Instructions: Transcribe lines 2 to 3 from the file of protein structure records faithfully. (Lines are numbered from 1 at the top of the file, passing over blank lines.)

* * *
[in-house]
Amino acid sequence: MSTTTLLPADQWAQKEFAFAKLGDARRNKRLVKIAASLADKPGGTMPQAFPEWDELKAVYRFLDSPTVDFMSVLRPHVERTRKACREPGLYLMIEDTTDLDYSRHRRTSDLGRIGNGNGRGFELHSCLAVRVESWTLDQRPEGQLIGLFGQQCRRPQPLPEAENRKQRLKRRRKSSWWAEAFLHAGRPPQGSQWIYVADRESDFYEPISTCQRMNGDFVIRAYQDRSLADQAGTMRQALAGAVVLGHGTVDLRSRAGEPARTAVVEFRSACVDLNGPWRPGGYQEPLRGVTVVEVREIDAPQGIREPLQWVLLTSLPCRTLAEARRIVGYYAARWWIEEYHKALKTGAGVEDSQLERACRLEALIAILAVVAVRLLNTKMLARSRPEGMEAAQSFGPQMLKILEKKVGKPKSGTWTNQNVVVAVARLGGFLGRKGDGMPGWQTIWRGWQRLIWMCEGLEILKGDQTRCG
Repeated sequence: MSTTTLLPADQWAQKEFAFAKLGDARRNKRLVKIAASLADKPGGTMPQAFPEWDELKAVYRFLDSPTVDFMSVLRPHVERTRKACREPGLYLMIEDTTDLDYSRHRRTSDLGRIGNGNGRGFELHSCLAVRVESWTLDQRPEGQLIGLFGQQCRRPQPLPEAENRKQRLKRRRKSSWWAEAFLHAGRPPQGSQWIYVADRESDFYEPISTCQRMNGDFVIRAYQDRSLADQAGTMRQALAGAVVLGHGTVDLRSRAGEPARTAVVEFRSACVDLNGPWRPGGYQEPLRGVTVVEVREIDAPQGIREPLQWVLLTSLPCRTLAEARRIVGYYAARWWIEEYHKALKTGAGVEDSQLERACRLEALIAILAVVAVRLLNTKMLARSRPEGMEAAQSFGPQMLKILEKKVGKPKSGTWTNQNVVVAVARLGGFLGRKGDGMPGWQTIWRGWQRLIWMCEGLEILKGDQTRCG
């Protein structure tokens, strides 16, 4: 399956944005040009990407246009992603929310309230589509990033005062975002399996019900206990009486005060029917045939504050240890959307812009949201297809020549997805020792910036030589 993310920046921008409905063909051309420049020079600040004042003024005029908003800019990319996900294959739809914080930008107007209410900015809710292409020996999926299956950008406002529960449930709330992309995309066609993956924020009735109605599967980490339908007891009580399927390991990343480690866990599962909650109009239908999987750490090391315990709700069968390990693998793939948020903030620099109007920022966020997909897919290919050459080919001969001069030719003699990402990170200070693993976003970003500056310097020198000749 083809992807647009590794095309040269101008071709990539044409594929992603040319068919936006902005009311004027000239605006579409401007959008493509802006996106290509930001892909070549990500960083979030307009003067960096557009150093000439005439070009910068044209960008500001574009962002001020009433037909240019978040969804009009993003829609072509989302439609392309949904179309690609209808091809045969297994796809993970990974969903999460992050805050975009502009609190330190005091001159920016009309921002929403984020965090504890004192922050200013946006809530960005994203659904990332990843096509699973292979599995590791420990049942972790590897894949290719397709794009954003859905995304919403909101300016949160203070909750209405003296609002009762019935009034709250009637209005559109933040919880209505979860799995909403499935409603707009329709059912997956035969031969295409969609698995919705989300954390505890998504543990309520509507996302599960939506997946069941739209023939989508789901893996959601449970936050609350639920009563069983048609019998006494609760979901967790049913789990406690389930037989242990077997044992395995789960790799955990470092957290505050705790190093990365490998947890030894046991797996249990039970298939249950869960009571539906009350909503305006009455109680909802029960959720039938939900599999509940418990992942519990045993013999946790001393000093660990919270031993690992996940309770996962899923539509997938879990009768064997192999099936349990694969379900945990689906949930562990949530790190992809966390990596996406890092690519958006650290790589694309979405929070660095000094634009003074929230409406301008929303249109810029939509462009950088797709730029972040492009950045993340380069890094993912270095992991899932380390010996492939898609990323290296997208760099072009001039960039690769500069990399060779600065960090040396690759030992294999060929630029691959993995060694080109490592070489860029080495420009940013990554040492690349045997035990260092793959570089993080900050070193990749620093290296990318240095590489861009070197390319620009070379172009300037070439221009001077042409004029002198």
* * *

Amino acid sequence: MSTTTLLPADQWAQKEFAFAKLGDARRNKRLVKIAASLADKPGGTMPQAFPEWDELKAVYRFLDSPTVDFMSVLRPHVERTRKACREPGLYLMIEDTTDLDYSRHRRTSDLGRIGNGNGRGFELHSCLAVRVESWTLDQRPEGQLIGLFGQQCRRPQPLPEAENRKQRLKRRRKSSWWAEAFLHAGRPPQGSQWIYVADRESDFYEPISTCQRMNGDFVIRAYQDRSLADQAGTMRQALAGAVVLGHGTVDLRSRAGEPARTAVVEFRSACVDLNGPWRPGGYQEPLRGVTVVEVREIDAPQGIREPLQWVLLTSLPCRTLAEARRIVGYYAARWWIEEYHKALKTGAGVEDSQLERACRLEALIAILAVVAVRLLNTKMLARSRPEGMEAAQSFGPQMLKILEKKVGKPKSGTWTNQNVVVAVARLGGFLGRKGDGMPGWQTIWRGWQRLIWMCEGLEILKGDQTRCG
Repeated sequence: MSTTTLLPADQWAQKEFAFAKLGDARRNKRLVKIAASLADKPGGTMPQAFPEWDELKAVYRFLDSPTVDFMSVLRPHVERTRKACREPGLYLMIEDTTDLDYSRHRRTSDLGRIGNGNGRGFELHSCLAVRVESWTLDQRPEGQLIGLFGQQCRRPQPLPEAENRKQRLKRRRKSSWWAEAFLHAGRPPQGSQWIYVADRESDFYEPISTCQRMNGDFVIRAYQDRSLADQAGTMRQALAGAVVLGHGTVDLRSRAGEPARTAVVEFRSACVDLNGPWRPGGYQEPLRGVTVVEVREIDAPQGIREPLQWVLLTSLPCRTLAEARRIVGYYAARWWIEEYHKALKTGAGVEDSQLERACRLEALIAILAVVAVRLLNTKMLARSRPEGMEAAQSFGPQMLKILEKKVGKPKSGTWTNQNVVVAVARLGGFLGRKGDGMPGWQTIWRGWQRLIWMCEGLEILKGDQTRCG